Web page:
How To Innovate Through A Recession. Don't Make The Classic Mistakes In Cutting Back.

Posted by: Bruce Nussbaum on January 30, 2008

It’s clear that the US and probably the global economy is heading toward a sharp downturn and possibly recession. Fourth quarter US GDP growth was a mere 0.6%, the worst since 2002. CEOs everywhere are getting more pessimistic. They are preparing to cut costs and many will be tempted to cut costs associated with innovation—talented people, R&D, new product development and social media information technologies that create global collaboration and integrate consumers into the company.

This is the moment when CEOs make classic mistakes for short-term gains that undermine the competitiveness of their companies. Smart companies like Apple use economic slowdowns to focus on what’s next. They provide enough funding to innovate through recession and come out with new growth strategies that take their competitors by surprise. iPod/iTunes anyone? Apple retail stores? Both came out following

economic downturns.

McKinsey has published a great series of innovation reports that show the how of innovation in terms of leadership and talent. One of my favorites tells CEOs how to execute innovation. The language is consultant-eeze but there is meat in the suggestions. We all know by now that top managers pay homage to the idea of innovation but don't really know how to execute. With the coming slowdown, they may be even more unwilling to try. This report, called Leadership And Innovation, offers specific things CEOs should do. Yup, some are obvious, indicating how far corporations have to go.

Here are a few suggestions for CEOs from the report:

"Define the kind of innovation that drives growth and helps meet strategic objectives. When senior executives ask for substantial innovation in the gathering of consumer insights, the delivery of services, or the customer experience, for example, they communicate to employees the type of innovation they expect. In the absence of such direction, employees will come back with incremental and often familiar ideas.

Add innovation to the formal agenda at regular leadership meetings. We observe this approach among leading innovators. It sends an important signal to employees about the value management attaches to innovation.

Set performance metrics and targets for innovation. Leaders should think about two types of metrics: the financial (such as the percentage of total revenue from new products) and the behavioral. What metrics, for example, would have the greatest effect on how people work? One company required that 20 percent of its revenue come from products launched within the past three years. Another established targets for potential revenues from new ideas in order to ensure that they would be substantial enough to affect its performance."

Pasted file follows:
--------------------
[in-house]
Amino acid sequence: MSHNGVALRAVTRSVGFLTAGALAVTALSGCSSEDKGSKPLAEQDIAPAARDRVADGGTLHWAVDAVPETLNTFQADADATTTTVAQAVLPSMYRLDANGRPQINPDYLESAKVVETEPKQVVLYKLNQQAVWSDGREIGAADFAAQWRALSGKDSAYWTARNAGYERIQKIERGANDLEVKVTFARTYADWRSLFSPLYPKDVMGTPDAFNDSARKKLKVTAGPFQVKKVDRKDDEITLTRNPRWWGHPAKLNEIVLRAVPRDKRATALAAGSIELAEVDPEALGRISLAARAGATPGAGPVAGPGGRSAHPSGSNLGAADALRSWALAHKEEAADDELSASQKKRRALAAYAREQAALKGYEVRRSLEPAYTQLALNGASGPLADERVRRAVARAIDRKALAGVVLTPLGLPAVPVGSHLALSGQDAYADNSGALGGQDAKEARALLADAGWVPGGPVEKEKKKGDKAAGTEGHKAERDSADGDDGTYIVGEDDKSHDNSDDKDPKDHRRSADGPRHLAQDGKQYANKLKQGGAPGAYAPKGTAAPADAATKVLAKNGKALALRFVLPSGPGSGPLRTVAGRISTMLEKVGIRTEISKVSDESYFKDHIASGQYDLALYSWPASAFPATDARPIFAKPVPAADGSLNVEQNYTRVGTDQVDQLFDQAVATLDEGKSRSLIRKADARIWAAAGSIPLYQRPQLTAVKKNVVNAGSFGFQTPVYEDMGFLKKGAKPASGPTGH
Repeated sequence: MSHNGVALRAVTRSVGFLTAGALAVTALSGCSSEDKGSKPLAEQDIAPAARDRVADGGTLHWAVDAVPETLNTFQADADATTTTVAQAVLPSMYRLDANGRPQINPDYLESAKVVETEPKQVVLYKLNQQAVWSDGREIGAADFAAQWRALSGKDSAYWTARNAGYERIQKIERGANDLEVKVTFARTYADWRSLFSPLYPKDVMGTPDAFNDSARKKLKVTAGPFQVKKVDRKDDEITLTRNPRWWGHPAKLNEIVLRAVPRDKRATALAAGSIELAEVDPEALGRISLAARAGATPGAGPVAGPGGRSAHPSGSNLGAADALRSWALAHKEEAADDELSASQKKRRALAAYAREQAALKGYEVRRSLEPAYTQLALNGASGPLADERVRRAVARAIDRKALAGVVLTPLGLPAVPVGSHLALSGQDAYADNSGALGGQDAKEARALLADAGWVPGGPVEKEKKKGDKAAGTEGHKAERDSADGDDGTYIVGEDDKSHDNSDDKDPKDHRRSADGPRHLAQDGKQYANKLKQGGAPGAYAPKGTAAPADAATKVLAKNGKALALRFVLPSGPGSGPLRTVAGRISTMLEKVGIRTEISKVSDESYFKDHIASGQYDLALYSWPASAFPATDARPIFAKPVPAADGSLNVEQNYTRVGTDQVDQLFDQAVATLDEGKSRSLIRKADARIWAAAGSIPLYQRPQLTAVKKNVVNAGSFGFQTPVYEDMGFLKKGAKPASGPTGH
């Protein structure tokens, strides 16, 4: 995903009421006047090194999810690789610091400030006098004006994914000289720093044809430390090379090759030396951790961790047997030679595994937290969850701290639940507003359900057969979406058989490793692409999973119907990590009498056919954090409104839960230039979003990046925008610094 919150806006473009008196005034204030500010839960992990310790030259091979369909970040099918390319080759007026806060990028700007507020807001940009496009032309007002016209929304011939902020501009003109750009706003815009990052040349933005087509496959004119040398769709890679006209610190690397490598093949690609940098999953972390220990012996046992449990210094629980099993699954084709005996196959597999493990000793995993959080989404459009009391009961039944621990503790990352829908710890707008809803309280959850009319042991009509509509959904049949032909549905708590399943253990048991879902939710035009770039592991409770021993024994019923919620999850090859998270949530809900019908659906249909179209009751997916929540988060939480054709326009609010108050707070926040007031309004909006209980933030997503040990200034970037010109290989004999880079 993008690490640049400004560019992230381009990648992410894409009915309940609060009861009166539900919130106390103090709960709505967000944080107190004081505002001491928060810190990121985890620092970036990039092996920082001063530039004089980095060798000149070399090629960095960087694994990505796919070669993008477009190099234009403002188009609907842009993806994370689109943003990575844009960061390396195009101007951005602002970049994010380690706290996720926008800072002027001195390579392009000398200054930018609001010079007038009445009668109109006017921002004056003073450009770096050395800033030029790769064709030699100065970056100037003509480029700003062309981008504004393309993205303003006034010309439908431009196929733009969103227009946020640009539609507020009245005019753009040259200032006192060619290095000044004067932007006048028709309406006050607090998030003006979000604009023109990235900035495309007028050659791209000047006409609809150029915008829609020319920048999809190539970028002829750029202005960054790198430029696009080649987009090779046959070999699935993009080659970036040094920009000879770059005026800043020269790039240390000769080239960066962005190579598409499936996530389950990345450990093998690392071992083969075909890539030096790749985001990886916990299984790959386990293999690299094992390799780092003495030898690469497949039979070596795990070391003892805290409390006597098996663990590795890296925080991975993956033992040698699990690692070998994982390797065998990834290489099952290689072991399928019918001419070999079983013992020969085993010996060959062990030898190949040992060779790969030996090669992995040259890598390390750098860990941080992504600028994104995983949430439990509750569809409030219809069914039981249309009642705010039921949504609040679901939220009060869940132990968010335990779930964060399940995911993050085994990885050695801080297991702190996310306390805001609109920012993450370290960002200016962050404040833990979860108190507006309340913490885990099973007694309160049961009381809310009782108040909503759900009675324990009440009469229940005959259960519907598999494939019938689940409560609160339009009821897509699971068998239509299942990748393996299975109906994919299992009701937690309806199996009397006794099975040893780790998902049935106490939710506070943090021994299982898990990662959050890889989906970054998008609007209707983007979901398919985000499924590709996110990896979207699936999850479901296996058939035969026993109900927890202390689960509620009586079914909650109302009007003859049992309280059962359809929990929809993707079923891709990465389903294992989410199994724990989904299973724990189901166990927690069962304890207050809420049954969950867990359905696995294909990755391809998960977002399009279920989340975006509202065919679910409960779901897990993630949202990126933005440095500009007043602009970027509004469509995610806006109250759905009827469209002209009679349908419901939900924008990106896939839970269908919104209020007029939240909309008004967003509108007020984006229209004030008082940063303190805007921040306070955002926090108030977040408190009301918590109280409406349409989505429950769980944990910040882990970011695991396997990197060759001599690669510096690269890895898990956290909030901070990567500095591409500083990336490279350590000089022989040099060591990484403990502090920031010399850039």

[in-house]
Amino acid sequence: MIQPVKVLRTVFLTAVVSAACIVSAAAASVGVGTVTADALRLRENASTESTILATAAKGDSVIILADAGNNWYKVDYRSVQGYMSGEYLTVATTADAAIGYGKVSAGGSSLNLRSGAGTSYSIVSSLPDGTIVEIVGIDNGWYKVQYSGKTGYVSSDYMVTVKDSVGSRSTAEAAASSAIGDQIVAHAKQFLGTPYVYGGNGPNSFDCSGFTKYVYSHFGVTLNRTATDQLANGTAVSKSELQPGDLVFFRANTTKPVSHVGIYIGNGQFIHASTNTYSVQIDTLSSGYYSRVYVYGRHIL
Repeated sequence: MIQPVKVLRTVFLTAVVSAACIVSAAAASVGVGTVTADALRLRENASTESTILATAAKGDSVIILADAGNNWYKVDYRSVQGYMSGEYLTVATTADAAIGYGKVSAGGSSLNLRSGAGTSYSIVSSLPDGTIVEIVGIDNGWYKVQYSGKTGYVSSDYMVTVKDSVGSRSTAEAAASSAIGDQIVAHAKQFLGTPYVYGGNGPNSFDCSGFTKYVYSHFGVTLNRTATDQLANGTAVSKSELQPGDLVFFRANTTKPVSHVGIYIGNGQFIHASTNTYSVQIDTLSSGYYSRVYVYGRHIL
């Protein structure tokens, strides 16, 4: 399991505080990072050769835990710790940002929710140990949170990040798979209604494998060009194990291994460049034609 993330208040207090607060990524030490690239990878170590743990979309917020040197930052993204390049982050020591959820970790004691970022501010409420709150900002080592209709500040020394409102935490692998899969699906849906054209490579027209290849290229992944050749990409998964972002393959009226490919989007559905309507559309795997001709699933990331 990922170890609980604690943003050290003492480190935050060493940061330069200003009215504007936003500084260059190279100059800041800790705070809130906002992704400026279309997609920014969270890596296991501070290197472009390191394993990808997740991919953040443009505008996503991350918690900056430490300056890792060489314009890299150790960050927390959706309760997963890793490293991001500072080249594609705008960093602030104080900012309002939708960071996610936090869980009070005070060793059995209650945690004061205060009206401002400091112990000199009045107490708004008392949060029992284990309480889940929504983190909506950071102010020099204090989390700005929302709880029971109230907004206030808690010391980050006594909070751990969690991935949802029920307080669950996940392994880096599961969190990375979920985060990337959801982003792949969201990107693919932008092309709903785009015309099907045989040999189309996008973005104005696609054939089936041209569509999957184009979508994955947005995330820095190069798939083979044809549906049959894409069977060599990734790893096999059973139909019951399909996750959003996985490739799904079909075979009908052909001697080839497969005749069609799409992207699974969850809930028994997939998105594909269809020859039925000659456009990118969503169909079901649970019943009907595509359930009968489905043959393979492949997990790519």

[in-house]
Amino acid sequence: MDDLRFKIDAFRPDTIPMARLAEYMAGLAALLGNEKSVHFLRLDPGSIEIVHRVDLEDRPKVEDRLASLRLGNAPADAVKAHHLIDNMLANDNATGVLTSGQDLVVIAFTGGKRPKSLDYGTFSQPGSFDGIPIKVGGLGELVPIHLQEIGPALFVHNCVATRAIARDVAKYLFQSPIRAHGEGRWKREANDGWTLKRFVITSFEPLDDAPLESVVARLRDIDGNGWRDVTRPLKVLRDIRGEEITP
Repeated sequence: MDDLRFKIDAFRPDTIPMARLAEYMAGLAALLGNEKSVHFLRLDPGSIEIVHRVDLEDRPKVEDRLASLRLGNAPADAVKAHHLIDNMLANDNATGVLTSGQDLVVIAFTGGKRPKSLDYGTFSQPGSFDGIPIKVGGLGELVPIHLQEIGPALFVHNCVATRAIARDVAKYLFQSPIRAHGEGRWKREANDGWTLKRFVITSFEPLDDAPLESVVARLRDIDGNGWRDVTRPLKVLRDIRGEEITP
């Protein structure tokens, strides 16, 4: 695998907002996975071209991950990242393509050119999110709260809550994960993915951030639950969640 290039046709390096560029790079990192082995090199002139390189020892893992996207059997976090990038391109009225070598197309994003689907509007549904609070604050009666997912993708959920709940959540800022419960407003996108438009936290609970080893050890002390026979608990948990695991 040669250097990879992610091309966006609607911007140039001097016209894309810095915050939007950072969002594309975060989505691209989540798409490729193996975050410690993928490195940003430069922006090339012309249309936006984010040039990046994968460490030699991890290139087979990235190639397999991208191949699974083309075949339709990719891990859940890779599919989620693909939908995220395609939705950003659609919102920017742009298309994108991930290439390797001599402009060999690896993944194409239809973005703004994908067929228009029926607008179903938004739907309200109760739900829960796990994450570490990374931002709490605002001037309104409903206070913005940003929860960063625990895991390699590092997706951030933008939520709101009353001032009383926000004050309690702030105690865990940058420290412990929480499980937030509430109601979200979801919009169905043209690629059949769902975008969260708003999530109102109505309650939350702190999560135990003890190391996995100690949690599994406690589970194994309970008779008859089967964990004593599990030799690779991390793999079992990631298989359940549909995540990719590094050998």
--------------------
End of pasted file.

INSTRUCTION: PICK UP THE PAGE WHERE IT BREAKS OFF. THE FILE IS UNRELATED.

None of these suggestions is particularly expensive. It's all about focus. Losing focus is a classic innovation mistake made in recessions.


There is a second McKinsey report called Making Talent A Strategic Priority that is fasacinating. The rise of Asian Universities (again) is generating a new source of talent for the global economy--talent that corporations need to tap to be competitive. In many cases, it is a source of talent that is less expensive than that in the US and Western Europe. In some cases, it is as expensive if not more so.

Investing in the search for talent around the world, finding it, integrating it into teams--all are critical for innovation. Not spending money on talent in tough economic times undermines competitiveness. It's a classic innovation mistake made in recessions.

What are other innovation mistakes made in recession--that we should all avoid?

Reader Comments

RitaSue Siegel

January 31, 2008 1:01 PM

The war for talent continues. There has been no slowdown in this regard.

Kevin Dugan

January 31, 2008 6:04 PM

Bruce - I think it applies to marketing as well as innovation.

Recessions provide smart marketers the opportunity to gain market share. Kraft and Kellog for example are boosting ad spending according to news reports.

And while I'm not sure folks should boost spending in this regard during a recession, I do think that knee jerk cost cutting needs to be avoided across the board.

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Want to stop talking about innovation and learn how to make it work for you? Bruce Nussbaum takes you deep into the latest thinking about innovation and design with daily scoops, provocative perspectives and case studies. Nussbaum is at the center of a global conversation on the growing discipline of innovation and the deepening field of design thinking. Read him to discover what social networking works—and what doesn’t. Discover where service innovation is going and how experience design is shaping up. Learn which schools are graduating the most creative talent and which consulting firms are the hottest. And get his take on what the smartest companies are doing in the U.S., Asia and Europe, far ahead of the pack.

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